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Who was responsible for the Cold War? L/O – To evaluate the competing interpretations on responsibility for the Cold War.

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Presentation on theme: "Who was responsible for the Cold War? L/O – To evaluate the competing interpretations on responsibility for the Cold War."— Presentation transcript:

1 Who was responsible for the Cold War? L/O – To evaluate the competing interpretations on responsibility for the Cold War

2 Exam Question ‘Describe one effect on the relations between the USA and the Soviet Union of the Potsdam Conference’ (4 marks) LevelDescriptorMark Level 1 Simple or generalised statements of consequence – The candidate makes statements which lack any supporting contextual knowledge. WILL GIVE A CONSEQUENCE OR EFFECT, BUT NO SUPPORTING DETAIL 1-2 Level 2 Developed statements of consequence – The candidate supports their statements with relevant contextual knowledge. WILL MAKE A STATEMENT GIVING A CONSEQUENCE AND THEN DEVELOPS THIS STATEMENT BY GIVING EXTRA DETAIL OR EXPLANATION 3-4

3 The Soviet Takeover of Eastern Europe After Potsdam, it was clear that Stalin would use force and terror to create a ‘buffer zone’ in eastern Europe. He had gone back on his word to hold free elections in Poland by arresting members of the Polish resistance in March In reality this meant setting up pro- Soviet Communist governments in the occupied countries of Eastern Europe. By 1949, Stalinist governments had been set-up across Eastern Europe.

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5 The Soviet Takeover of Eastern Europe

6 The War of Words It became increasingly clear throughout 1946 that Europe had become divided between capitalist and communist ‘spheres of influence’. Both sides began to compete in a war of words, blaming each other for increasing tensions. Both Churchill and Stalin publically clashed, showing that the former allies now viewed each other with tremendous suspicion.

7 The Iron Curtain In March 1946, Winston Churchill gave a speech in Fulton, Missouri. In his speech he was the first to use the term iron curtain. “From Stettin, in the Baltic, to Trieste, in the Adriatic, an iron curtain has descended across the continent. Behind that line … all are subject to a high and increasing control from Moscow...”

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9 The Iron Curtain The ‘Iron Curtain’ stood for the border between East and West set up by Stalin. It soon became a thousand mile fence making a clear division between East and West, the division between communism and capitalism. In Dec 1946, Britain and the USA agreed to unite their German zones for economic purposes. The Soviets were furious. Not only had they acted without agreement from the Soviets, but they also appeared to be rebuilding Germany, when Stalin wanted to keep it weak. Essentially, Mr. Churchill now adopts the position of the warmonger, and in this Mr. Churchill is not alone. He has friends not only in Britain but in the United States of America as well. A point to be noted in this respect is that Mr. Churchill and his friends bear a striking resemblance to Hitler and his friends. Stalin’s response to Churchill’s speech, March 1946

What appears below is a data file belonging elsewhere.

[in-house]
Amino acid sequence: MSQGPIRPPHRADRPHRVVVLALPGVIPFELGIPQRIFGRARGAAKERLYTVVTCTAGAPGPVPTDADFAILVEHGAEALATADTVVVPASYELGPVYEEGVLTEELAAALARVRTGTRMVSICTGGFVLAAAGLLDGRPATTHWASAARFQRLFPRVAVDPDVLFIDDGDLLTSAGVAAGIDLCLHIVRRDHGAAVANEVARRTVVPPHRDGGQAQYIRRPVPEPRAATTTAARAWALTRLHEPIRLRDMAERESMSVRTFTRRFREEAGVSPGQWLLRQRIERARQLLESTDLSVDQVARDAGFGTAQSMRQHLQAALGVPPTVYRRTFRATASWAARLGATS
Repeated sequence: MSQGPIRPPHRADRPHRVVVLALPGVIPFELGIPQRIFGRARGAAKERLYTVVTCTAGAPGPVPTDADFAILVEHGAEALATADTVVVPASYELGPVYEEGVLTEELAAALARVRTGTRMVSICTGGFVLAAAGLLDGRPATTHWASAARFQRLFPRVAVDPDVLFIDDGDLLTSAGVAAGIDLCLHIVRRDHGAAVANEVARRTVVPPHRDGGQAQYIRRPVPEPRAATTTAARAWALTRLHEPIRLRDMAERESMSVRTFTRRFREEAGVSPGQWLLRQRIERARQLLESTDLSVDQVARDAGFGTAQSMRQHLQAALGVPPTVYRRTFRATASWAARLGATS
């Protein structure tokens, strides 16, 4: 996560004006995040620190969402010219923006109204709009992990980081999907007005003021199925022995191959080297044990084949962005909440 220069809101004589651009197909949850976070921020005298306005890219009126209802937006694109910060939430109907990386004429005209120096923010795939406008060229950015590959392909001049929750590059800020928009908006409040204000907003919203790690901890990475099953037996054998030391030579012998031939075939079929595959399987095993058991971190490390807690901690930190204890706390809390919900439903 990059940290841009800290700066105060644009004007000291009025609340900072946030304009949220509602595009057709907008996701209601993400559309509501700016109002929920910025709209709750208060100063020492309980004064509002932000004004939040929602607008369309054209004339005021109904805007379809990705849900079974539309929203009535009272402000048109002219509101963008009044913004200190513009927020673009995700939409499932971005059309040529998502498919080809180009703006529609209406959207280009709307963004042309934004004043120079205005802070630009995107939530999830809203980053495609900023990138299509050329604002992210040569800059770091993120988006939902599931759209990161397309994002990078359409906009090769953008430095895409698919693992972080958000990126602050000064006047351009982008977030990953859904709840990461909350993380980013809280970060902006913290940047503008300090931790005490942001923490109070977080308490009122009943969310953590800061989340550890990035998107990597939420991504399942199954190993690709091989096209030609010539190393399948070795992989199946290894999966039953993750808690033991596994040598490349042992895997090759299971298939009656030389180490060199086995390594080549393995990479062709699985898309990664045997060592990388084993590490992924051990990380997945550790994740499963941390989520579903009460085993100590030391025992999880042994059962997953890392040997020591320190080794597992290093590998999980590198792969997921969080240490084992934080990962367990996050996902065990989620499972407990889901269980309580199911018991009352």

10 Secret Telegrams Truman and Stalin were concerned about the breakdown of their alliance and the threat of a new war. Both men asked for secret reports from their embassies to help them to understand how their opponents were thinking. The Long Telegram (1946) reported that Stalin had called for the destruction of capitalism and USSR was building its military power. Novikov’s Telegram (1946) reported that America wanted to dominate the world and was preparing for war.

11 The Long & Novikov’s Telegram

12 The Truman Doctrine By the end of 1946, the alliance was all but over. Both sides believed the other was planning world domination. In March 1947, President Truman addressed the American government, setting out his belief that America must stand against communism and ‘contain’ it. This became known as the ‘Truman Doctrine’ – the unofficial declaration of the Cold War.

13 Exam Question ‘Why had the wartime alliance between the USA and the Soviet Union broken down by the end of 1946?’ (8 marks) LevelDescriptorMark Level 1 Simple or generalised statements of causation – The candidate makes statements which lack any supporting contextual knowledge or makes unsupported generalisations mark for one simple statement 2 marks for two or more Level 2 Developed statements of causation – The candidate supports their statement with relevant contextual knowledge marks for one developed statement 4/5 marks for two or more Level 3 Developed explanation of causation – An explanation of more than one factor supported by selected knowledge. One explained factor should be marked at the top of Level /7 marks for two or more explained factors 8 marks for answers which show links between factors


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